1) Turn Worry Into Problem-Solving
“Worry is the process of imagining painful, even catastrophic outcomes, with no effective planning for prevention,” says Matthew McKay, one of the authors of The Relaxation and Stress Reduction Workbook. Focus on potential solutions to short-circuit worrying. “Cognitively, it’s the difference between thinking about success versus focusing on failure.” In the book, McKay and his co-authors suggest this exercise.
- Clearly define the problem. For instance, “I feel overburdened at work because I have too many project deadlines all in the same month.”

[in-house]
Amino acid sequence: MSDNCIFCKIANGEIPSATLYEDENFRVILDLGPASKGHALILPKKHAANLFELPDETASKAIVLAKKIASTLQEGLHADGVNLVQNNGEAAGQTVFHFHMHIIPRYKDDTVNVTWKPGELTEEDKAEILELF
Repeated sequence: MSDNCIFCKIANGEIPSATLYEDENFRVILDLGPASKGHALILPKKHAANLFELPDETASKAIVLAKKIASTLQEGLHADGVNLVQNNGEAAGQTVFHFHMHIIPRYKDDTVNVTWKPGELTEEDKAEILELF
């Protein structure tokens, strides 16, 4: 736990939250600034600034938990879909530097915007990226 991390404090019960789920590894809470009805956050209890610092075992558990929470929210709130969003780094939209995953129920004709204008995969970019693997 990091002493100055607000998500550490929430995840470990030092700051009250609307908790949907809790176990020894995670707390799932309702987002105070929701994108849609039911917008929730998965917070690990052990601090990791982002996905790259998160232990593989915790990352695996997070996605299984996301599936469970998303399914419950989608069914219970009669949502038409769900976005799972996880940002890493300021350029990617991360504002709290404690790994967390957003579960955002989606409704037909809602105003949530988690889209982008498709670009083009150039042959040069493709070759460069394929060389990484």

- Brainstorm to find solutions.
- Evaluate each idea, putting an X next to those that aren’t possible, a question mark next to the ones that are difficult to do, and a Y next to the steps you could take right now.
- Set specific dates by which you’ll complete your Y ideas.
- Revisit your question marks once you’ve successfully completed the Y’s. Are some of the question marks now possible?
- Finally, go back to the X’s—are they really impossible?